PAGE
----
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Adirondack Scenic Railroad train in Old Forge. Photo: Bradley O'Brien, CC some rights reserved
Adirondack Scenic Railroad train in Old Forge. Photo: Bradley O'Brien, CC some rights reserved

State to review Adirondack rail plan

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State officials say they'll hold a public review of the management plan for the railroad corridor that stretches from Old Forge and Remsen through the heart of the Adirondacks to the Tri-Lakes.

The decision, announced yesterday, was a victory for critics of the seasonal tourism railroad, who say the 119-mile corridor should be remade as a year-round multi-use trail.

Supporters of the train have argued that the review is unnecessary and say public hearings could delay funding and development of the rail line.

Brian Mann has details.

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This will give the public and the special interest group and people who have a vested interested in the outcome -- mostly who have businesses along the corridor -- a way to get their input in.
--Lee Keet
The state plan that governs the railroad corridor was created in the 1990s.  Lee Keet from Saranac Lake is one of the co-founders of a group called Adirondack Recreational Trail Advocates.  He says yesterday’s decision was a big step forward.

"It's what we've been asking for for two years," Keet said.  "This will give the public and the special interest group and people who have a vested interested in the outcome — mostly who have businesses along the corridor — a way to get their input in."

View of the Floodwood Pond area from the tourist train (Photo: NCPR File Photo by Brian Mann)
View of the Floodwood Pond area from the tourist train (Photo: NCPR File Photo by Brian Mann)
Town, village and county governments along the corridor have passed resolutions urging a full review of how the corridor is being used.

In a statement released yesterday, Transportation Commissioner Joan McDonald says state officials will “engage local communities about the best future use of the Remsen-Lake Placid travel corridor.”

Joe Martens, who heads the Conservation Department, said “residents, local officials, visitors and other stakeholders” will have a chance to weigh in on the corridor’s future.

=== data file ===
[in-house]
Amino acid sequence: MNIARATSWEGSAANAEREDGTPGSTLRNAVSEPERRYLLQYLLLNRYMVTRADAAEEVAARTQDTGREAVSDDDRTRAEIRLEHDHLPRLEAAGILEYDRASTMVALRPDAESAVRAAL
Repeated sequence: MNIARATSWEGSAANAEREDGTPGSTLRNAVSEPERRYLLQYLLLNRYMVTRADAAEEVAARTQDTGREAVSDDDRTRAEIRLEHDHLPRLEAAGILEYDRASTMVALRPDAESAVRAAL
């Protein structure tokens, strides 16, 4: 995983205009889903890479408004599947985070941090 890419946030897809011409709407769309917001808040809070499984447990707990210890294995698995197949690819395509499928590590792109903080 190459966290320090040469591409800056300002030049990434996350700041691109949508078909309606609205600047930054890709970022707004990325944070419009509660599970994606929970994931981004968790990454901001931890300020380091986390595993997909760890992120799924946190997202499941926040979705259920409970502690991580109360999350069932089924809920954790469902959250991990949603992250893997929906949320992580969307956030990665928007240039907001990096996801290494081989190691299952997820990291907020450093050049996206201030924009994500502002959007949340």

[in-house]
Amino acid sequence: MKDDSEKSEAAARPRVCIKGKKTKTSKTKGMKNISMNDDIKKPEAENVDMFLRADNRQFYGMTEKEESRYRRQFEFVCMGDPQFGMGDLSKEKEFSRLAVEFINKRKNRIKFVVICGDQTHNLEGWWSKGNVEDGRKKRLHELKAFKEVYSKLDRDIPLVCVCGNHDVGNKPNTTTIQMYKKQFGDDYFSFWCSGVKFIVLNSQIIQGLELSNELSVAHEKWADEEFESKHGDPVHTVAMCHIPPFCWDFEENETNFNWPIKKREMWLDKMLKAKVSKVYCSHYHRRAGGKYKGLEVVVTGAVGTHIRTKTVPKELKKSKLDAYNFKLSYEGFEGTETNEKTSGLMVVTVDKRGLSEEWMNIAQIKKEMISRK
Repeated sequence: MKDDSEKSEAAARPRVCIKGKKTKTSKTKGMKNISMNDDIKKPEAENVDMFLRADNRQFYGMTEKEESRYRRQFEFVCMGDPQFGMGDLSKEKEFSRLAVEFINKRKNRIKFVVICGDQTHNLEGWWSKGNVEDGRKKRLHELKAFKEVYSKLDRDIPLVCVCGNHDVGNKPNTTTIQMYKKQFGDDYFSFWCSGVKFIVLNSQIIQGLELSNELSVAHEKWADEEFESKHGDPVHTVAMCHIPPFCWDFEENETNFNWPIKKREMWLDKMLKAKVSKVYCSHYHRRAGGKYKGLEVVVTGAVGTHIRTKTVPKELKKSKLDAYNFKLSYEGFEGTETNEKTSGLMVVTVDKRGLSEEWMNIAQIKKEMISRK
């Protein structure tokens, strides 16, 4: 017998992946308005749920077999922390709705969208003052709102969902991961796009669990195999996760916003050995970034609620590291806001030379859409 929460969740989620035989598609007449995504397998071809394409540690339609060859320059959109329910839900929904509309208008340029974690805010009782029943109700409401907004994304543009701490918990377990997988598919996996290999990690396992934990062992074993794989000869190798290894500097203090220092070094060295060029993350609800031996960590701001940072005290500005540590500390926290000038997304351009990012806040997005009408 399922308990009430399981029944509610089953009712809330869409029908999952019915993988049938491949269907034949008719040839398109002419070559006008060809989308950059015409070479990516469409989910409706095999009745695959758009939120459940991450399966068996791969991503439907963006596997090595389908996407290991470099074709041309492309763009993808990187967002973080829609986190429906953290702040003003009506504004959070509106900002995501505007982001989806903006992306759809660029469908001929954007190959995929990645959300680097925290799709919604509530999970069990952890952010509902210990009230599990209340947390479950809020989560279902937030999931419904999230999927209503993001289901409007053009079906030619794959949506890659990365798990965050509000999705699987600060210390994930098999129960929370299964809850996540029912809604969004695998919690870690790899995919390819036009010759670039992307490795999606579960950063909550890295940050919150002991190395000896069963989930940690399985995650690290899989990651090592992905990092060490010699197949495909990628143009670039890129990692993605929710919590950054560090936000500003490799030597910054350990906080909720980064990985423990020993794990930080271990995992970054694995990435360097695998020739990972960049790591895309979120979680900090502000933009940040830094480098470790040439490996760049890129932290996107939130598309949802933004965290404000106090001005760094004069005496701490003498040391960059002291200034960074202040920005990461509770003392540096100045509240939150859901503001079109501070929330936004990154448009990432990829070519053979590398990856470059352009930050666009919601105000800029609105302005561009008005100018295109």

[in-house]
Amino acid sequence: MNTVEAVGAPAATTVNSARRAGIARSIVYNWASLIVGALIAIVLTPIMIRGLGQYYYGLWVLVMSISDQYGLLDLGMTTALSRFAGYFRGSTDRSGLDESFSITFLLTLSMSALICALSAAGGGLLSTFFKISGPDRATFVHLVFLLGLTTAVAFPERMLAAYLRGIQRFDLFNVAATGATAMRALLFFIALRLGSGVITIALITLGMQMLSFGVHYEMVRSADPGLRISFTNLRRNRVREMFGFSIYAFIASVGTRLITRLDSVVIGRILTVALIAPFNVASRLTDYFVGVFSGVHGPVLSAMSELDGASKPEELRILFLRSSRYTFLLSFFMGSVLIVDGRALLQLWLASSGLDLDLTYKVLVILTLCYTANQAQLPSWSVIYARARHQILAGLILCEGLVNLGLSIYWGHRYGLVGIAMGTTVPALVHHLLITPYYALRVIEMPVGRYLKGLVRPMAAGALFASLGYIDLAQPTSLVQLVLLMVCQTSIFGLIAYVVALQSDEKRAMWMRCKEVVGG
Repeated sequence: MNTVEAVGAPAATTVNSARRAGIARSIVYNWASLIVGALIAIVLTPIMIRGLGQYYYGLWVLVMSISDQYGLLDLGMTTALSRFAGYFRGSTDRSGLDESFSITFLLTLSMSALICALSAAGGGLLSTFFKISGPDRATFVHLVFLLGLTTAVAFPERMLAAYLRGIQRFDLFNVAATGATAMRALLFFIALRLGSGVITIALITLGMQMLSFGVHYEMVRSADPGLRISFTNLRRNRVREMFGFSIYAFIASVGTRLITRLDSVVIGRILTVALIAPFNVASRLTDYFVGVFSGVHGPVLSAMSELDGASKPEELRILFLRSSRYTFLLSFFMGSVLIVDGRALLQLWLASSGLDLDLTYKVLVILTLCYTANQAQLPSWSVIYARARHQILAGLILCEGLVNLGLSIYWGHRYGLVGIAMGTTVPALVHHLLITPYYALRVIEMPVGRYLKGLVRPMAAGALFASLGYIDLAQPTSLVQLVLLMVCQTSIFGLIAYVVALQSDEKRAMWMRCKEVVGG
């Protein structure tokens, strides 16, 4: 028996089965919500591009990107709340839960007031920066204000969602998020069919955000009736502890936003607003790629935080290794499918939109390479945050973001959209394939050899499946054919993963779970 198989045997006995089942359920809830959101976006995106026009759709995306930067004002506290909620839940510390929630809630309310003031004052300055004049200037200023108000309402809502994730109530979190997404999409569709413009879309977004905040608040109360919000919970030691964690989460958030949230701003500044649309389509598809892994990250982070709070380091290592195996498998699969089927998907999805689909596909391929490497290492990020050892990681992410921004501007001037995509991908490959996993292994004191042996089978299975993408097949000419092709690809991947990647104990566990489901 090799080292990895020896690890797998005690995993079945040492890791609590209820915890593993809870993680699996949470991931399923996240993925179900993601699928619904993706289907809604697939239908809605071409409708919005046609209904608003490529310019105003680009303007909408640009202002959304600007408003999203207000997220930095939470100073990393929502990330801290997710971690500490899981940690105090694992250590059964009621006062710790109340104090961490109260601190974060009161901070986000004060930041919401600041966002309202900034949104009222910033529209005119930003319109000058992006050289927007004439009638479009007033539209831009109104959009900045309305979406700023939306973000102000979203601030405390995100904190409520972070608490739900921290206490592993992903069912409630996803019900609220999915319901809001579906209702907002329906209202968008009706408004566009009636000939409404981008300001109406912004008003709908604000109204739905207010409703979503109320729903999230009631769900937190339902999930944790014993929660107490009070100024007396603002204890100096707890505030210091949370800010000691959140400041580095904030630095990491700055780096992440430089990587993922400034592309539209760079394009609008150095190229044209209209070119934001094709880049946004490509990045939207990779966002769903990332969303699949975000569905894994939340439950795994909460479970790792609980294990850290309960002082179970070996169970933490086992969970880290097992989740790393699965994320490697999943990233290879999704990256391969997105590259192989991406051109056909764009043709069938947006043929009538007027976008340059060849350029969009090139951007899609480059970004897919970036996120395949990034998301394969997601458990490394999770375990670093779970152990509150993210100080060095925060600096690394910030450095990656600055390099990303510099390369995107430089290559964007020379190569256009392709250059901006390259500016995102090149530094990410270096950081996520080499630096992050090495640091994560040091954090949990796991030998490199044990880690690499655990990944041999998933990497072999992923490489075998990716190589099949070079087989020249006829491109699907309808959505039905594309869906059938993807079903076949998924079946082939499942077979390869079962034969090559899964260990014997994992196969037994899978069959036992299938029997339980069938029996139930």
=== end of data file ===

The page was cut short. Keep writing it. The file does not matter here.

This news was unwelcome for railroad supporters.  Bethan Maher, executive officer of the Adirondack Railway Preservation Society issued a statement sayig she “does not feel that revisiting the [corridor plan] is necessary."

But Maher added that she “remains confident that the state will once again” support maintaining and upgrading the rail line.

Steve Erman with the Adirondack North Country Association has been a strong supporter of the tourism railroad. 

He also issued a statement saying that his group is “hopeful” that the updated plan will still call for “rail retention.”

Debate over the future of the line, which includes roughly 100 miles in the Adirondacks and nearly 20 miles in the Tug Hill region, has grown increasingly rancorous.

Critics of the tourist trainhave described the current railroad operation as a taxpayer subsidized boondoggle.

Critics of the multi-use trail, meanwhile, say that plan doesn’t respect the region’s railroading history and they question whether another trail in the Adirondack would attract significant numbers of visitors.

Should the Adirondack train keep rolling or be replaced by a rec path?  (NCPR file photo)
Should the Adirondack train keep rolling or be replaced by a rec path? (NCPR file photo)
In their statement, state officials said the public hearings will "take into account issues that have developed of the past twenty years by providing an opportunity for all interests to be part of the process.”

It’s unclear when the first public hearings will be scheduled.

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